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About Steel

Steel is composed of mostly the element, Iron (Fe). More than 95% of steel is Iron with the balance being composed of other elements the most important of which is Carbon.

Carbon steel are steels whose alloying elements do not exceed the following percentages:

  • Carbon (C) 1.00 %
  • Manganese (Mn) .60 %
  • Phosphorous (P) .40 %
  • Sulfur (S>) .05 %
  • Silicon (Si) .60 %
  • Copper (Cu) .60 %
  • Stainless steel is steel that does not stain thus is called "Stainless Steel". It is corrosive resistant and does not rust as readily as ordinary carbon steels. Stainless steel has a minimum of 11% chromium by weight. Austenitic or 300 series grades are the most prevalent and have a minimum of 16 % chromium and a maximum of .15 % carbon. 316 L is the most common 300 series grade with the L meaning less than .03 % carbon in the 300 series. Nickel is added to stabilize the Austenitic structure making the steel non magnetic. Manganese does the same as nickel but at a lower cost. To add more strength the amount of carbon is increased.

    Quality Bar buys Hot Rolled Bars from the mills. The most common grade produced by the mills is 1018 which is a low carbon steel. Quality Bar stocks some 1018 but more 1045 which has a carbon content of .45 % and is a mid carbon steel.

    1045 is a four digit number used by the American Iron and Steel Institute (AISI) to describe carbon steel The first two digits 10 stand for non-resulfurized. The last two digits stand for the percents of carbon or .45 %.

    If the first two digits were 11 it would stand for resulfurized. If 12 it would mean resulfurized and rephosphorized. If 15 it would mean non-sulfurized with Mn being greater than 1%.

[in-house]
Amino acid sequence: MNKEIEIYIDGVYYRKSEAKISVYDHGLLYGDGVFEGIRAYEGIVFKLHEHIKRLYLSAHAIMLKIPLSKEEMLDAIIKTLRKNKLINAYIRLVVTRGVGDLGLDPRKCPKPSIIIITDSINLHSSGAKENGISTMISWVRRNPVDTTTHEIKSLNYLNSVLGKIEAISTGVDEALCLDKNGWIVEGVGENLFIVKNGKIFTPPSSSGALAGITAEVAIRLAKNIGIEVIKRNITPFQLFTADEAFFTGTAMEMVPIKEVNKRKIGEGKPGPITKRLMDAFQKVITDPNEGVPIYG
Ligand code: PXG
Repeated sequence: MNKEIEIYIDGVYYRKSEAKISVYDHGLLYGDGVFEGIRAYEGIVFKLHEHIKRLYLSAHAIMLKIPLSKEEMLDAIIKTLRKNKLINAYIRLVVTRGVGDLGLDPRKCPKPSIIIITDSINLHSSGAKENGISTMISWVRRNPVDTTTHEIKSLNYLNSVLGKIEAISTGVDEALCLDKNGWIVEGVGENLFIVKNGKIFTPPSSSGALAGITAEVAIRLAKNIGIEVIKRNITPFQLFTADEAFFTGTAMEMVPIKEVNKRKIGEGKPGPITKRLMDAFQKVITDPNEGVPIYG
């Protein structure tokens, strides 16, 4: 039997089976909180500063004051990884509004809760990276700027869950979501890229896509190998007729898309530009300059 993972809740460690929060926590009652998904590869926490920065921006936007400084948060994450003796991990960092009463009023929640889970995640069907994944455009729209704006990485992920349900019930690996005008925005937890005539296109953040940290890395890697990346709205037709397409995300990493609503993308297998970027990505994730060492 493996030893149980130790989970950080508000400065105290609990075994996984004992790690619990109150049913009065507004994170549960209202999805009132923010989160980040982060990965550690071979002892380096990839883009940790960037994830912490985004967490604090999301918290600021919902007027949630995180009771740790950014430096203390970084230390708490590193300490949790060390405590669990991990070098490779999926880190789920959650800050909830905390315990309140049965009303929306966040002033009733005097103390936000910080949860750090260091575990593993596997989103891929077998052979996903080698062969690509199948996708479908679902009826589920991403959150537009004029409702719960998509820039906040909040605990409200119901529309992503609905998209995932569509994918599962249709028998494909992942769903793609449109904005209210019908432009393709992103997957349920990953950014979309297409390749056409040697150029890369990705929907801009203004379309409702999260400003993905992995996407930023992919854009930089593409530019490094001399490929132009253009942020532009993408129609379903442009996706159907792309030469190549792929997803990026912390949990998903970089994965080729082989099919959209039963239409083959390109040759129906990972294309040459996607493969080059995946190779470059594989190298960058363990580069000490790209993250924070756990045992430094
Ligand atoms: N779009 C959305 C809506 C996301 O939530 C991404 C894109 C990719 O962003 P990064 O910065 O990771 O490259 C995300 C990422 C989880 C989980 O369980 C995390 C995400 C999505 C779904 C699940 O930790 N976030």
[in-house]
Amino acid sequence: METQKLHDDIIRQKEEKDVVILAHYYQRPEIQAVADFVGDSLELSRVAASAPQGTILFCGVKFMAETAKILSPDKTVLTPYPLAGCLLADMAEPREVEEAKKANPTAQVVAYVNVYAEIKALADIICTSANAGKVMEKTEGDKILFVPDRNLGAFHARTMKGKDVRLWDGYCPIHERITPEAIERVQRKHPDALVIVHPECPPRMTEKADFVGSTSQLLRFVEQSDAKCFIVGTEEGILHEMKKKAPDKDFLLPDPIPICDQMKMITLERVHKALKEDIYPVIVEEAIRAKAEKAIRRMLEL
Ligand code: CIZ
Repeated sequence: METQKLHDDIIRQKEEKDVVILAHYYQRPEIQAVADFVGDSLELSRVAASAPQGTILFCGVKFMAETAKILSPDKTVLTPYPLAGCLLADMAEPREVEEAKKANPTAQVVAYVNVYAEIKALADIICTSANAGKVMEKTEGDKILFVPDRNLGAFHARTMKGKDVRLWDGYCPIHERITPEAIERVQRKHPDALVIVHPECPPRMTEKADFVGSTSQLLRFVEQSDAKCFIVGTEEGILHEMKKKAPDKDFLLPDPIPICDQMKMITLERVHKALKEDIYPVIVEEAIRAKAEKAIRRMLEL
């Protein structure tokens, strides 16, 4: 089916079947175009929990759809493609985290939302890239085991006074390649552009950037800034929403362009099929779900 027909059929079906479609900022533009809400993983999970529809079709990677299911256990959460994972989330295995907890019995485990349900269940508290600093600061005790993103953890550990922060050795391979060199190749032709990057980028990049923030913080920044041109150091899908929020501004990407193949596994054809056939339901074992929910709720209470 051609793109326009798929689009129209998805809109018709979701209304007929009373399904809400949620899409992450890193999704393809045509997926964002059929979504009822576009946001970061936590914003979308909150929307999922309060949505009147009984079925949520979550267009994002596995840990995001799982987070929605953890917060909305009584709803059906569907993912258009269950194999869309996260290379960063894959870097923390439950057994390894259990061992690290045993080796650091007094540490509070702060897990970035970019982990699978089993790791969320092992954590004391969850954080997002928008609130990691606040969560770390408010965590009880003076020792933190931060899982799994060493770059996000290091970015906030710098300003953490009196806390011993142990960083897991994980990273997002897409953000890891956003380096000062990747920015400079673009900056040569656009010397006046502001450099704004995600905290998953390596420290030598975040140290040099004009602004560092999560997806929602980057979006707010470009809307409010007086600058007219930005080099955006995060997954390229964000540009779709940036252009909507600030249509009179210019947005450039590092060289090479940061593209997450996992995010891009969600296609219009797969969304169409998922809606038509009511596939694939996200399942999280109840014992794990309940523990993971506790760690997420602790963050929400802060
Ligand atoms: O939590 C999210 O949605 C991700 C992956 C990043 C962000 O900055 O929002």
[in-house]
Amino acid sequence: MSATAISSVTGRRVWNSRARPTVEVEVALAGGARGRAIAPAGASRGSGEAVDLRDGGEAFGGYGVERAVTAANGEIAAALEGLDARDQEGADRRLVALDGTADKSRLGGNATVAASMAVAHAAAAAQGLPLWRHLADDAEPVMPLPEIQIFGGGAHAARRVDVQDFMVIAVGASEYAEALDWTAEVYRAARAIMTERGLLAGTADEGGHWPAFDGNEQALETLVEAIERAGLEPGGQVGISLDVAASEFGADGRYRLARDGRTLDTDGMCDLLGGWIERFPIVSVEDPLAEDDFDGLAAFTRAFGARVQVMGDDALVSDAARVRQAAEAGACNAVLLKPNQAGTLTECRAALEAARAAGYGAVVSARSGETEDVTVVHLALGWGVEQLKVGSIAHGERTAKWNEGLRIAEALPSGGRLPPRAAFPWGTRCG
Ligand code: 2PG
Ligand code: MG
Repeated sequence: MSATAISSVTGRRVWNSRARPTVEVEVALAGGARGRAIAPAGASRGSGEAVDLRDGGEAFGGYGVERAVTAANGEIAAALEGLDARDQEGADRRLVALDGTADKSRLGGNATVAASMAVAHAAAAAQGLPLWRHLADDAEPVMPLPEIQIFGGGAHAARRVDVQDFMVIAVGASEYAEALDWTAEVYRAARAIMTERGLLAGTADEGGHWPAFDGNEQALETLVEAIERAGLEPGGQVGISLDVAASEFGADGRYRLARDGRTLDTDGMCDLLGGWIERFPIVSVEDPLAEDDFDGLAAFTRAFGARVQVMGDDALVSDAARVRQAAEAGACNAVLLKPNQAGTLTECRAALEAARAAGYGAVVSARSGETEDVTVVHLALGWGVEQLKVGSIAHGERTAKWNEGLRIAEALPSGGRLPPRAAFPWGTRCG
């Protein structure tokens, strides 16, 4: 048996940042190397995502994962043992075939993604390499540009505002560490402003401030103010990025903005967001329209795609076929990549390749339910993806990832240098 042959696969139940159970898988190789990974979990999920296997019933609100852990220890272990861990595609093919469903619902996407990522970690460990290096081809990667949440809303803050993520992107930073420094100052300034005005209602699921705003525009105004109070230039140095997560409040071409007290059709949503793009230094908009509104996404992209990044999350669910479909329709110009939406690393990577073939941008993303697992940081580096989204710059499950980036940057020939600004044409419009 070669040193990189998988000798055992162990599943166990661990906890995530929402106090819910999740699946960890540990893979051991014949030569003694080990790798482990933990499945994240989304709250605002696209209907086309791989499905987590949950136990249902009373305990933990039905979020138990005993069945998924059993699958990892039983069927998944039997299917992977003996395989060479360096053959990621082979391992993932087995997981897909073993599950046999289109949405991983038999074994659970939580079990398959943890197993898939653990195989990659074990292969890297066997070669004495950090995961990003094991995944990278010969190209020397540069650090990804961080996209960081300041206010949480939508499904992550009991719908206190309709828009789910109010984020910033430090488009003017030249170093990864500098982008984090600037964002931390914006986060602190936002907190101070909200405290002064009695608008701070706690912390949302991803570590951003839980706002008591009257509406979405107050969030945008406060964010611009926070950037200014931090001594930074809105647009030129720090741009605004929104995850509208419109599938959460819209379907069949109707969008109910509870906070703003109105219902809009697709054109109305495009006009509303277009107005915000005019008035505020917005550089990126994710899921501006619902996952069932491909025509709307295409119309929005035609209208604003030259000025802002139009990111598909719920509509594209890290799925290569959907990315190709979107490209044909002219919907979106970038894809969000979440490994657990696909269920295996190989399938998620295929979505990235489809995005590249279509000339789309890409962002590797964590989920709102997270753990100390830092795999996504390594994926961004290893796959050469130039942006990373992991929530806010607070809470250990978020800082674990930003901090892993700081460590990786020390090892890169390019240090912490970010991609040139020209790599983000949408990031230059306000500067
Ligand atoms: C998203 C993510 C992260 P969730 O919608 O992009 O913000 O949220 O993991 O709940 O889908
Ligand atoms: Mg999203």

Letters between the second and third digit further describes the steel. V stands for Vanadium, B for Barium and L for Leaded steels. 10V45, which Quality Bar stocks, is non-resulfurized with .15 % vanadium and .45 % carbon and is a medium carbon steel.

    1018 is a low carbon bar widely used in shafting. It has relatively low strength but is easily formed, easily machined, and easily welded. 1045 is a medium carbon steel also used in shafting but where higher strength is required, it is also used to make hydraulic cylinders. 1144 is a medium carbon steel with high manganese, excellent machine ability but is difficult to weld. 4140 is even a higher strength steel than 1045, is very tough and is well suited to heat treating - it is very wear resistant. 8620 has high core strength, good ductility, is very hard and weldable.

    Low carbon steels and high alloy steels have relatively the same density, 7.85 kg/m3 and the same approximate weight, 450 lbs. per cubic foot. Alloy steels have a higher yield points 366 to 1793 compared to low carbon steels of 86 to 388 MPa. Alloy steels have a higher tensile rating 758 to 1882 compared to low carbon steels of 276 to 1882 MPa. Alloy steels will have a higher Brinell hardness 149 to 627 compared to low carbon steels of 86 to 388. The modules of elasticity are similar 190 to 210 GPa.